Alex Cora didn't want to turn the page, and it's now clear why that was a terrible idea


Turn the page? Alex Cora found the concept bewildering.

When the Red Sox manager arrived in Fort Myers this spring, he saw no reason to stiff-arm 2018. Pages only need turning after negative outcomes, not when they're filled with champagne-soaked confetti.

"Do we really want to turn the page?" Cora asked in February. "It's a book and we wrote a chapter last year and let's write a new chapter this year, but we can always go back … and learn from it."

Cora's approach flew in the face of the time-honored athletic tradition of pretending all the good stuff never happened. Famous curmudgeons like Bill Belichick, Gregg Popovich, and Dick Williams chose not to dwell on past glories when defending their various titles, and pluralization there should probably be a giveaway.

They recognized that defective piece of human nature known as complacency. It lives inside all of us, just waiting to stir from a nice long nap and recline on a rock in the sun.

Belichick began chanting "no days off" within hours of beating the Falcons in Super Bowl LI. Popovich was as likely to explode at Tim Duncan or Manu Ginobili in Year 15 as in 2002. Former Red Sox manager Terry Francona once told me that when he played for Williams, "you could ride an elevator with him and he'd pretend he didn't know you."

They didn't so much turn the page as burn the book. So when Cora opened spring training by proclaiming the Red Sox would embrace 2018 instead of walling it up in the catacombs like something out of Poe, it was fair to wonder: could this counterintuitive approach work?

Eleven games into the 2019 season, about the best we can say in response is it's a good thing there are 151 games to play.

The 3-8 Red Sox are learning lessons with every contest, including Sunday's 1-0 victory in Arizona to avoid a sweep. But Cora is learning them, too.

For the last two years, he could be forgiven for believing his leavings filled the air with the scent of the sweetest potpourri. He departed the broadcast booth to join the 2017 Astros as bench coach, promptly winning a World Series. He then left Houston to become Red Sox manager, promptly winning another title with the most overwhelming season in franchise history.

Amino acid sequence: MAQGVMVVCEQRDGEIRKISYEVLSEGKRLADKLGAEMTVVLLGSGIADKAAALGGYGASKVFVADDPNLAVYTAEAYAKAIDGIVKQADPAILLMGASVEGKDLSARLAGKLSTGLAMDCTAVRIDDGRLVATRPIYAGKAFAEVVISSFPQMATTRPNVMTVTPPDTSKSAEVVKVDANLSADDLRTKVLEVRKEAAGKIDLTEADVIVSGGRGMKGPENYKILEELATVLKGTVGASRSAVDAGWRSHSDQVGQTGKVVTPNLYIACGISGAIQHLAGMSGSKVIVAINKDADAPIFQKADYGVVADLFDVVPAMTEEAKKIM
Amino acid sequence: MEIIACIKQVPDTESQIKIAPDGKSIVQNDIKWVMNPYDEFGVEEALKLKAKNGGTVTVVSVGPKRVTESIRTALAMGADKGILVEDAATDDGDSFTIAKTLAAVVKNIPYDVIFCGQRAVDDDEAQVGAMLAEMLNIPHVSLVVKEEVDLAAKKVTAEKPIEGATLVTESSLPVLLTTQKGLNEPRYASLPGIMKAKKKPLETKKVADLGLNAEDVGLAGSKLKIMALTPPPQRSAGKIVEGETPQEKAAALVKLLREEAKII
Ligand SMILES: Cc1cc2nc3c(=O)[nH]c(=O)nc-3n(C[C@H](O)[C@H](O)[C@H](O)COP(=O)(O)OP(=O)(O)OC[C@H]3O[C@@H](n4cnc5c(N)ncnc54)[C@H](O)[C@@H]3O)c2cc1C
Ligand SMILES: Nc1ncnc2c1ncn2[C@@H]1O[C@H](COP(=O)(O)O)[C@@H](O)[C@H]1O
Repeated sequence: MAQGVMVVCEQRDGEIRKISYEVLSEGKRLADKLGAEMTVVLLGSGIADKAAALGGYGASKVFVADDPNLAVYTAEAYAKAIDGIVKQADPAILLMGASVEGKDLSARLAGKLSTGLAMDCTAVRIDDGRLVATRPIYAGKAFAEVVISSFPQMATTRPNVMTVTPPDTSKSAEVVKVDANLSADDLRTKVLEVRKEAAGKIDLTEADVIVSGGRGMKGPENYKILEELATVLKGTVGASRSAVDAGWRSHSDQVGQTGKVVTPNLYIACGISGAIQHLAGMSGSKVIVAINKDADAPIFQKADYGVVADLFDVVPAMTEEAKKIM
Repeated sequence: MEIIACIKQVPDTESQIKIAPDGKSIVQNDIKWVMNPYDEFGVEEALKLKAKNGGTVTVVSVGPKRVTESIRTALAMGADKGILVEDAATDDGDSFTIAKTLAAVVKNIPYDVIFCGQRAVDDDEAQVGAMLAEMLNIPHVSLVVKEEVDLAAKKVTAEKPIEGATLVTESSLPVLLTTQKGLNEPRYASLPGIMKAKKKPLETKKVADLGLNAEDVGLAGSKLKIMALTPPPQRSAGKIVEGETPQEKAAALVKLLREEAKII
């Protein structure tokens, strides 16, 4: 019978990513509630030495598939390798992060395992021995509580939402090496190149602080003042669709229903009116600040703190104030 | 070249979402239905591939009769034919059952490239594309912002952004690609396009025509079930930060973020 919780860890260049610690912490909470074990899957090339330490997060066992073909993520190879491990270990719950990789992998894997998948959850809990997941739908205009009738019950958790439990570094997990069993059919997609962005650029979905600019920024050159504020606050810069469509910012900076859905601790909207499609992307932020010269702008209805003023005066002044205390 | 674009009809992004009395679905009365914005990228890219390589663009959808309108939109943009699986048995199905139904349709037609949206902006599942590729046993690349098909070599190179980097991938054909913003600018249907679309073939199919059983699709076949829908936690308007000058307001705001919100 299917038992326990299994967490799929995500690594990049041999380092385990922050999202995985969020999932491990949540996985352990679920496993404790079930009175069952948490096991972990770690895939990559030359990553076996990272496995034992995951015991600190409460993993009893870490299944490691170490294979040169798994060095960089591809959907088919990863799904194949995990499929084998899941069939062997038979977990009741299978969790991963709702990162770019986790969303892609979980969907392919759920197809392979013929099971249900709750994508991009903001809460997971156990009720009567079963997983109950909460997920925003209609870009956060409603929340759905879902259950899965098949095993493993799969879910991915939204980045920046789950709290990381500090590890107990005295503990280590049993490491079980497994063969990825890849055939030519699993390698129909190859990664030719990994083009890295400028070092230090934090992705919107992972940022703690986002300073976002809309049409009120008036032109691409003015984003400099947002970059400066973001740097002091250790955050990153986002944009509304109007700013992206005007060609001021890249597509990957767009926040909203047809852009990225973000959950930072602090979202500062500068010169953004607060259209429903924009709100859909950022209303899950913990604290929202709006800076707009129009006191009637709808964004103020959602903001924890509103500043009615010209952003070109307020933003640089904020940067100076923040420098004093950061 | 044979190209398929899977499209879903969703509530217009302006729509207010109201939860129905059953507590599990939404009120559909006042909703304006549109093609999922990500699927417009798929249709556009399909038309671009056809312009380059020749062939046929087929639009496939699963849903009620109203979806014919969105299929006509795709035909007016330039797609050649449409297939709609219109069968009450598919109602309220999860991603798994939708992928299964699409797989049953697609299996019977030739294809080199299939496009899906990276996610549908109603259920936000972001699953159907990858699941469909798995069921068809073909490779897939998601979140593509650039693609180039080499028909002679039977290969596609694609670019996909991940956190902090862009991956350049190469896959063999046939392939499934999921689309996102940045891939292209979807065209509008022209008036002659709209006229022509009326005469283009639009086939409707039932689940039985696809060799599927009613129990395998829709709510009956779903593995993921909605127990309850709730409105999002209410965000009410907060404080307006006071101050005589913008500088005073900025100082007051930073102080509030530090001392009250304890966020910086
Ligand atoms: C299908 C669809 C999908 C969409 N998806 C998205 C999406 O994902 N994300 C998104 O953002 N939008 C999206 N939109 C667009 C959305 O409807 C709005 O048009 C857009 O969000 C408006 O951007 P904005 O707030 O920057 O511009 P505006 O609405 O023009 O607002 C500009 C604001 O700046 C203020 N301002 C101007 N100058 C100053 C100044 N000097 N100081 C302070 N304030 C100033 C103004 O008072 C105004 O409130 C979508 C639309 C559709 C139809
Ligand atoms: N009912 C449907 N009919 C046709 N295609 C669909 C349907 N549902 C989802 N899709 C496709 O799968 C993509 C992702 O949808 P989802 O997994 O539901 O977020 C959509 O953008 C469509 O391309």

Along the way, he impressed with his unflappability and infectious cockiness. If Cora were a gesture, it would be a dismissive wave. "We'll be fine," he said after virtually every crushing loss, including a seven-hour, 18-inning World Series stunner. Two days later, the Red Sox hoisted a trophy.

But 2019 has arrived like an overhand right, and for the first time in his managerial career, Cora finds himself staggered and blinking away blood. The last defending champions to open worse than 3-8 were the 1998 Marlins of fire-sale vintage, who went 1-10 and finished 52 games behind the Braves.

Before Sunday's finale in Arizona, Cora acknowledged the challenges 2018 never posed, quoting assistant hitting coach Andy Barkett.

"Last year was Disney World," Cora told reporters. "This year is real baseball."

The Red Sox believe they're playing hard, but they're not playing smart, and they're definitely not playing well. Perhaps Sunday's taut victory will spark them. Mitch Moreland broke a scoreless tie in the seventh with a solo homer and a bullpen day made it stand, starting with three solid innings from Hector Velazquez and finishing with three more from Matt Barnes and Ryan Brasier.

But elevating this game over the 10 that preceded it would be a mistake, because the issues plaguing those eight losses remain real. The big five starters are 0-7 with a 9.13 ERA and have allowed 16 home runs. Ace Chris Sale isn't so much a condor at the moment as an egret, his velocity dipping into the upper-80s. Nathan Eovaldi, Rick Porcello, and Eduardo Rodriguez also own strikeout-to-walk ratios around 1-to-1. David Price has been the best of the bunch through two turns, and his ERA stands at 6.00.

The offense can best be described as inopportunistic, if only that were a word, with defending MVP Mookie Betts putting himself into bad counts, and regulars like Christian Vazquez, Eduardo Nunez, Rafael Devers, and Jackie Bradley Jr. providing next to nothing.

Defensively, we've watched balls fall between Gold Glovers Bradley and Betts, who also nearly collided chasing a sacrifice fly on opening day. J.D. Martinez has booted one ball and failed to corral another. It's hard to exhale while Devers throws across the diamond.

They've made some bad outs on the bases, too, including Betts completing Ramon Laureano's hat trick at third in Oakland.

"If you think about it, (last year) was such a perfect season that we didn't go through this," Cora told reporters. "It doesn't mean that we can't bounce back from this. There were periods last year we went through struggles, whatever, we got swept in Tampa. We went to Seattle, lose two out of three, four, whatever it was. Minnesota. People forget we were in second place at one point in the season and we bounced back and did what we did."

He's right, of course, but they never struggled like this. Fortunately, more than 90 percent of the schedule remains, and half of the American League should eventually don snorkels and settle into tank mode. In the meantime, here's some advice for Cora and Co. as they prepare to receive their World Series rings on Tuesday, in light of the last two weeks:

Turn the page.

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